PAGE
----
When reading the book by Sutton and Barto, I came across the importance sampling ratio.

The first equation, I believe, describes the probability a particular sequence is obtained given the current state, and the policy.

\begin{align} &\operatorname{Pr}\left\{A_{t}, S_{t+1}, A_{t+1}, \ldots, S_{T} | S_{t}, A_{t: T-1} \sim \pi\right\} \\ &=\pi\left(A_{t} | S_{t}\right) p\left(S_{t+1} | S_{t}, A_{t}\right) \pi\left(A_{t+1} | S_{t+1}\right) \cdots p\left(S_{T} | S_{T-1}, A_{T-1}\right) \\ &=\prod_{k=t}^{T-1} \pi\left(A_{k} | S_{k}\right) p\left(S_{k+1} | S_{k}, A_{k}\right) \end{align}

The next part takes the ratio between the probabilities of the two trajectories:

$$\rho_{t: T-1} \doteq \frac{\prod_{k=t}^{T-1} \pi\left(A_{k} | S_{k}\right) p\left(S_{k+1} | S_{k}, A_{k}\right)}{\prod_{k=t}^{T-1} b\left(A_{k} | S_{k}\right) p\left(S_{k+1} | S_{k}, A_{k}\right)}=\prod_{k=t}^{T-1} \frac{\pi\left(A_{k} | S_{k}\right)}{b\left(A_{k} | S_{k}\right)}$$

I don't understand how this ratio could lead to this:

$$\mathbb{E}\left[\rho_{t: T-1} G_{t} | S_{t}=s\right]=v_{\pi}(s)$$

The $G_t$ rewards are obtained through the $b$ policy, not the $\pi$ policy.

I think there is something to do with Bayes rule, but I could not derive it. Could someone guide me through the derivation?


It has nothing to do with Bayes rule, like you said, $G_t$ is the return we get by following the policy $b$ , so the value of the state we get that return in is equal to the expected value of that return. On page 59 of the book, equation 3.14 derives the value of the state as expected value of the return but in this case we are following the behaviour policy $b$ so you would replace $\pi (a \mid s)$ with $b (a \mid s)$ and $v_\pi (s')$ with $v_b (s')$ and you would get the value of the state following the policy $b$, that is $v_b (s)$.
We are actually interested in the value of the state when we follow target policy $\pi$ , but we got the value by following behaviour policy, so we will multiply that expression with importance sampling ratio. If we do that $b (a \mid s)$ terms will cancel out and you are only left with term $\pi (a \mid s)$ from importance sampling ratio so we will get the value by following the target policy $\pi$ that is $v_\pi (s)$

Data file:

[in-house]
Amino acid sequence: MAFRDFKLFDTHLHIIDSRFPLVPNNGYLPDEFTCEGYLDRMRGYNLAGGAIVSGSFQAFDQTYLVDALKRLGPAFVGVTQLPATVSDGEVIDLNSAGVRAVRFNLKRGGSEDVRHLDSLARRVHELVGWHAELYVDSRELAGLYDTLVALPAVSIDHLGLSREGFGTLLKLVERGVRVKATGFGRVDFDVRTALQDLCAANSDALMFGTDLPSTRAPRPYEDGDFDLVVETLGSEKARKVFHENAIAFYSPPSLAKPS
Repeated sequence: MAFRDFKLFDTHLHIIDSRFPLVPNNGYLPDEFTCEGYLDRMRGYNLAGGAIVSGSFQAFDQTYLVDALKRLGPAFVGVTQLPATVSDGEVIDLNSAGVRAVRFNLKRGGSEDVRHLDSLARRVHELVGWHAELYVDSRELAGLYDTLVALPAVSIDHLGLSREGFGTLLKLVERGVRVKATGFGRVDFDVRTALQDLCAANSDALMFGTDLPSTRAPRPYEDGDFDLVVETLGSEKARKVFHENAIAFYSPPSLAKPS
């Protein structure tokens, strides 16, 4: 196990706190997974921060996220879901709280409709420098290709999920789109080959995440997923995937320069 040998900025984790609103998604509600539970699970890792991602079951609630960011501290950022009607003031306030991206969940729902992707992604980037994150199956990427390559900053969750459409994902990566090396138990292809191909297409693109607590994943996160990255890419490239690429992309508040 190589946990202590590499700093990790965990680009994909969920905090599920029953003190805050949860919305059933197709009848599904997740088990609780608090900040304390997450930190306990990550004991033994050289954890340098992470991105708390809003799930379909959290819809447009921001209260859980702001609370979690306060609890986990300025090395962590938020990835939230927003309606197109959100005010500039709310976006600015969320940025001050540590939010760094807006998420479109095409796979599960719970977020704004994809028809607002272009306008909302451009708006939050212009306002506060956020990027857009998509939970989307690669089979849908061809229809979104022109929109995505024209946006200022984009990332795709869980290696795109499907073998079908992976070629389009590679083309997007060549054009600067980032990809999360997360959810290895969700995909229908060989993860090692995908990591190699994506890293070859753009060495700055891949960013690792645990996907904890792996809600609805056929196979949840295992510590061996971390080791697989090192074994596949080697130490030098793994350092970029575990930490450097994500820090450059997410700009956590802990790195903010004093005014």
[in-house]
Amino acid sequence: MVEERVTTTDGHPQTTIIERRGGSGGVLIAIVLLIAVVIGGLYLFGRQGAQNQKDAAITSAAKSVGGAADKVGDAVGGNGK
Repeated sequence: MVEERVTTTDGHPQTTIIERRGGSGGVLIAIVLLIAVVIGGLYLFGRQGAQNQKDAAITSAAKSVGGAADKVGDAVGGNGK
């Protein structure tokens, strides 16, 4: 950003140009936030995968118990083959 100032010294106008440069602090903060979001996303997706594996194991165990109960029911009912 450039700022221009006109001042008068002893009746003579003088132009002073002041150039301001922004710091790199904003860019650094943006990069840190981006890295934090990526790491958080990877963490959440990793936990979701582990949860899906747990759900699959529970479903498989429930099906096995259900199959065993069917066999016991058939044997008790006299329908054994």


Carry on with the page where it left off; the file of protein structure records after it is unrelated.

• $\begingroup$ That was clear explanation. But, could you show how the terms cancel? $\endgroup$ – Zach Zhao Dec 19 '18 at 16:44
  • $\begingroup$ importance sampling ratio for state $s$ is $\pi (a \mid s) / b (a \mid s)$ and $b (a \mid s)$ term in that ratio will cancel out with term $b (a \mid s)$ from first sum in expression 3.14 (the modified one as I described above). Notice that expression 3.14 is recursive so same would apply for value $v_b (s')$ which you would write out the same way as $v_b (s)$ is written out in 3.14, but in that state (state $s'$ ) importance sampling ratio would be $\pi (a \mid s') / b (a \mid s')$ and now terms $b (a \mid s')$ would cancel out and so on, you would keep writing out next states until the end $\endgroup$ – Brale Dec 19 '18 at 20:22
  • $\begingroup$ I see how the value terms could recursively cancel out with the sampling ratio, but would the reward terms be affected unequally when expanding? $\endgroup$ – Zach Zhao Dec 20 '18 at 17:02
  • $\begingroup$ sorry, I think I expressed myself incorrectly. You wouldn't actually calculate expected value and then multiply it with importance sampling ratio (notice how ratio is "inside" the expectation term that is shown in the picture you posted), you would consider importance sampling ratio while calculating expected value, so terms of total importance sampling ratio would "distribute" themselves across the states and then terms would cancel out like I described in previous comment so rewards wouldn't be affected by multiple policy probabilities (if that is what you meant), hopefully this is clear now $\endgroup$ – Brale Dec 20 '18 at 19:28

$\mathbb{E}_{X\thicksim P}[f(X)] = \sum P(X)f(X) = \sum Q(X)\frac{P(X)}{Q(X)}f(X) = \mathbb{E}_{X\thicksim Q}\left[\frac{P(X)}{Q(X)}f(X)\right]$

Here $P = \pi, Q = b ,f = G_t|S_t $


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